Sunday, December 1, 2013

Stay Awake:A Teacher's Advent

"...Therefore, stay awake! For you do no know on which day your Lord will come..." This gospel message, strange as it seems, falls on the first day of advent. Thanksgiving leftovers, languishing in the refrigerator, barely take on a chill as we plunge into the Christmas season. To feed our spiritual selves, we light the candles and celebrate the waiting and preparation for the celebration of the birth of Jesus. Yet, here we are being warned about the second coming. Really, today?

All day, these words have roiled about, disquieting my complacency and causing me to wonder the meaning they might have. I have become, I realize, a liturgical soul. The seasons of ordinary time, Advent, and the rest lead me to wonder more about the seasons I am walking through and to want to understand the readings that fall from the pages of my prayer books on the known and unknown holy days. The gospel reading, particularly, read Saturday evening at church and again on Sunday AM from my Magnificat journal wash over my mind and heart and lead me to try to discover how they might impact my vocation.

Teachers are used to staying awake. Great students we often aren't as many a professional development provider can tell you after enduring the icy stares of teachers relegated to yet another inservice session! Our administrators know we complain long and loud about teacher meetings and  we gripe about the inattentiveness of our students and concurrently display that same level of distractedness when we are sitting in the one-armed desks with our faces toward the front of the room. We stay awake, though paying attention is sometimes another matter.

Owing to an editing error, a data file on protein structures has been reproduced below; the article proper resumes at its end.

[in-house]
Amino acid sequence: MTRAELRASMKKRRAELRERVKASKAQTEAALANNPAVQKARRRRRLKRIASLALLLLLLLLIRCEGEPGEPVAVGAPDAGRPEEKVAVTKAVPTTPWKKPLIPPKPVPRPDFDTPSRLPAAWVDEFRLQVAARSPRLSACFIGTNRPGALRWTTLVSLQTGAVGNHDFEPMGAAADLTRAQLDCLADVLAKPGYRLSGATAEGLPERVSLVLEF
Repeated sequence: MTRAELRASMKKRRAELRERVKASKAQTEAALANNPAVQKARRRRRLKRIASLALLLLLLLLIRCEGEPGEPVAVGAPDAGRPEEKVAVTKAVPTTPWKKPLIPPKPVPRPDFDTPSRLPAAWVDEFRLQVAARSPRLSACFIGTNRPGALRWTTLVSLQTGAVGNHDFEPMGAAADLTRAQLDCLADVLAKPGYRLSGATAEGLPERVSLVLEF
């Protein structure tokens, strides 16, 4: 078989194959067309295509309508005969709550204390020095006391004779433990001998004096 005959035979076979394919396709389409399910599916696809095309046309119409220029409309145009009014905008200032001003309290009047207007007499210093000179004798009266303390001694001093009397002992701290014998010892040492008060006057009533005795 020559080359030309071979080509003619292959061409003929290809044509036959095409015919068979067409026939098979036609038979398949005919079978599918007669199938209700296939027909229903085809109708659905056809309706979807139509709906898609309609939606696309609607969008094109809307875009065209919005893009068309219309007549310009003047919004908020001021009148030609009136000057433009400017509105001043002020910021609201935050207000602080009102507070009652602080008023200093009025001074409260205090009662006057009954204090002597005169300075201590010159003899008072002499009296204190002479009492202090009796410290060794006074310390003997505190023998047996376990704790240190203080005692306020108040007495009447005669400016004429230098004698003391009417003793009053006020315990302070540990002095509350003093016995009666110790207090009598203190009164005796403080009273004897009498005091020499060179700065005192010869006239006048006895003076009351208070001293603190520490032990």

Perhaps in today's plethora of opportunities for distraction, that is the challenge. Not merely staying awake but being attentive:

- to the bundles of beautiful potential that walk through our doors
-to the needs of a society rich in goods and poor in spirit
- to the messages our students are bombarded with day after day which pull them from their true selves
-to the growth learners have, however incremental
-to the roots and family systems children represent and all the hopes and dreams which accompany these tender shoots
-to the honest appraisal of educational practices students are often able to give, unfettered by professional constrictions
- to the fact that while children and teens holler out loud for independence, they love bouncing against our boundaries and finding them immoveable
- to our call to be present to the irrefutable fact that each of our students is a child of God, always and everyday

An expression my father used to say comes to me on this day and is perhaps the message I am to stay awake to realize: "You are the bearer of God's infinite life."  It strikes me that if I don't get sleepy about this or crowd it out of my mind because I am chasing other ways to feel whole, I will be ready now and always for when Jesus comes. 

We are the bearers of God's infinite life. Let's stay awake to that reality.


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